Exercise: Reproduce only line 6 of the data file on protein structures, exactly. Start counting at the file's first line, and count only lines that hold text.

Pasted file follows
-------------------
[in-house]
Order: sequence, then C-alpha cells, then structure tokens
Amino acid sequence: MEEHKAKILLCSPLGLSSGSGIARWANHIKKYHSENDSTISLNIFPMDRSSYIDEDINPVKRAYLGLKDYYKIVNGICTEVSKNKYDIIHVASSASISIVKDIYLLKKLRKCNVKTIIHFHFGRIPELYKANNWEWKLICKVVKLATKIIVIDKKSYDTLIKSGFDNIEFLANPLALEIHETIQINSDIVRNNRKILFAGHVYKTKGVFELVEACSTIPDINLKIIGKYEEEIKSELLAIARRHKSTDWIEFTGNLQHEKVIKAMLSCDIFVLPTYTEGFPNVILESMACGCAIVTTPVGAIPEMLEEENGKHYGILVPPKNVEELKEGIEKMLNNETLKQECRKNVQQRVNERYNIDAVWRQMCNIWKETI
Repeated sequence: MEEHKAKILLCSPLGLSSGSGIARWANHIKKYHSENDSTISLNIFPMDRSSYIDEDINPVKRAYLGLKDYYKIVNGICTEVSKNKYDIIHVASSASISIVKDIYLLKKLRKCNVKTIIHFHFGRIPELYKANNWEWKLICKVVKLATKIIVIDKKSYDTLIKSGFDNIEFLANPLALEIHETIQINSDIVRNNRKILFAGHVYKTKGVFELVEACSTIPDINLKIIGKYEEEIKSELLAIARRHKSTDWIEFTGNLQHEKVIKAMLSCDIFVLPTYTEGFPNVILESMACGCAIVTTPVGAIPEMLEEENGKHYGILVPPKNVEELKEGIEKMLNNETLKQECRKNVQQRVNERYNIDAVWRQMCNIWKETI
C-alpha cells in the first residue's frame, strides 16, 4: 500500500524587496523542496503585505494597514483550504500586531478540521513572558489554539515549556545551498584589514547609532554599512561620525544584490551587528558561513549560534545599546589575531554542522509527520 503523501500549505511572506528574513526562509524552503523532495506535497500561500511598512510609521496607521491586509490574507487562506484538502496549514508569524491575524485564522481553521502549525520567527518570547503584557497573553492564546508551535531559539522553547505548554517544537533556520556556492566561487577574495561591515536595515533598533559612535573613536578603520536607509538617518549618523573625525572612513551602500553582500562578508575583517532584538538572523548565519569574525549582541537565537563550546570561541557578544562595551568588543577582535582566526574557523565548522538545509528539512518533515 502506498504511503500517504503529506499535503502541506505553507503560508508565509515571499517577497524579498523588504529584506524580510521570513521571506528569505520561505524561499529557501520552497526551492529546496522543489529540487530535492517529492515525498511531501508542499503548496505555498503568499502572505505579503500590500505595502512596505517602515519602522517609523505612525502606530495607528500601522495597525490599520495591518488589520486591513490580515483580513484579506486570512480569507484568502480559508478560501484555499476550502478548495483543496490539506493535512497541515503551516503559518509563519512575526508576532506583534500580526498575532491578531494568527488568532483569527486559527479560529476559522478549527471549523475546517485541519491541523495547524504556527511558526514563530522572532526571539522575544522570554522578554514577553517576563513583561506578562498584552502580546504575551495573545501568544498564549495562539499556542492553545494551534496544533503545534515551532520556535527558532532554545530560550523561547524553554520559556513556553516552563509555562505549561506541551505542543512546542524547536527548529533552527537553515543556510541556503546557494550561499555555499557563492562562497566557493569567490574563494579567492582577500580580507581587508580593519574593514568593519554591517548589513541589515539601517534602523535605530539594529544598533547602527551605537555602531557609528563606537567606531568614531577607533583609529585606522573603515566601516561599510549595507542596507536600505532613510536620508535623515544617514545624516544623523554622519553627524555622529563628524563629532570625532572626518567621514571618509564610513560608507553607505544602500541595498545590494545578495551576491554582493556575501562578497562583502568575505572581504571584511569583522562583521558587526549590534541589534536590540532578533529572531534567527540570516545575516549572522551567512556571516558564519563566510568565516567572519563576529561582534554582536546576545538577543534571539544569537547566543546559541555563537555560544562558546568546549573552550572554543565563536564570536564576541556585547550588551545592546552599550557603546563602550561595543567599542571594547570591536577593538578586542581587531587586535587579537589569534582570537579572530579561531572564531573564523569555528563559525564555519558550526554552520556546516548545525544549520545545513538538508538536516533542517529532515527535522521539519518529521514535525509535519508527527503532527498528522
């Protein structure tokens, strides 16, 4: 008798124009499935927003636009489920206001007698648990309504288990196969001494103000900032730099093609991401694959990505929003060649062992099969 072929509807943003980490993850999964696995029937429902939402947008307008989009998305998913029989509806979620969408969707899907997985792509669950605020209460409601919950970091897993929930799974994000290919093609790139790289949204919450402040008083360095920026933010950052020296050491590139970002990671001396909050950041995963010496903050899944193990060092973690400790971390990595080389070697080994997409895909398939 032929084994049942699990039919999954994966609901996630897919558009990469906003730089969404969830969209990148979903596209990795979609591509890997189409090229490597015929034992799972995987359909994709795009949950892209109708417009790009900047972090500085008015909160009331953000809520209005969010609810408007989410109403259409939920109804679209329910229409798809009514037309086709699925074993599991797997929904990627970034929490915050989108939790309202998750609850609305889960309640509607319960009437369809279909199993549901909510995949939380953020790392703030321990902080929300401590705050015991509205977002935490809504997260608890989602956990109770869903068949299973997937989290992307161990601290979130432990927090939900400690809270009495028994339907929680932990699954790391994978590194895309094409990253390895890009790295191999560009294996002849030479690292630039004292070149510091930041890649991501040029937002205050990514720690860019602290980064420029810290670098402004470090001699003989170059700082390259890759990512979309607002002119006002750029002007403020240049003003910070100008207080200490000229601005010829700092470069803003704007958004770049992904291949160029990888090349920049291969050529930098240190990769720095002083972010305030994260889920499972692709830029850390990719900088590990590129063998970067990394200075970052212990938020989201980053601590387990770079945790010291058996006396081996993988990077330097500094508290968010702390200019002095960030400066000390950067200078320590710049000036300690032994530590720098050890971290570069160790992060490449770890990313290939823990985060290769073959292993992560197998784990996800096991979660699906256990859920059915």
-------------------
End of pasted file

């Protein structure tokens, strides 16, 4: 008798124009499935927003636009489920206001007698648990309504288990196969001494103000900032730099093609991401694959990505929003060649062992099969 072929509807943003980490993850999964696995029937429902939402947008307008989009998305998913029989509806979620969408969707899907997985792509669950605020209460409601919950970091897993929930799974994000290919093609790139790289949204919450402040008083360095920026933010950052020296050491590139970002990671001396909050950041995963010496903050899944193990060092973690400790971390990595080389070697080994997409895909398939 032929084994049942699990039919999954994966609901996630897919558009990469906003730089969404969830969209990148979903596209990795979609591509890997189409090229490597015929034992799972995987359909994709795009949950892209109708417009790009900047972090500085008015909160009331953000809520209005969010609810408007989410109403259409939920109804679209329910229409798809009514037309086709699925074993599991797997929904990627970034929490915050989108939790309202998750609850609305889960309640509607319960009437369809279909199993549901909510995949939380953020790392703030321990902080929300401590705050015991509205977002935490809504997260608890989602956990109770869903068949299973997937989290992307161990601290979130432990927090939900400690809270009495028994339907929680932990699954790391994978590194895309094409990253390895890009790295191999560009294996002849030479690292630039004292070149510091930041890649991501040029937002205050990514720690860019602290980064420029810290670098402004470090001699003989170059700082390259890759990512979309607002002119006002750029002007403020240049003003910070100008207080200490000229601005010829700092470069803003704007958004770049992904291949160029990888090349920049291969050529930098240190990769720095002083972010305030994260889920499972692709830029850390990719900088590990590129063998970067990394200075970052212990938020989201980053601590387990770079945790010291058996006396081996993988990077330097500094508290968010702390200019002095960030400066000390950067200078320590710049000036300690032994530590720098050890971290570069160790992060490449770890990313290939823990985060290769073959292993992560197998784990996800096991979660699906256990859920059915």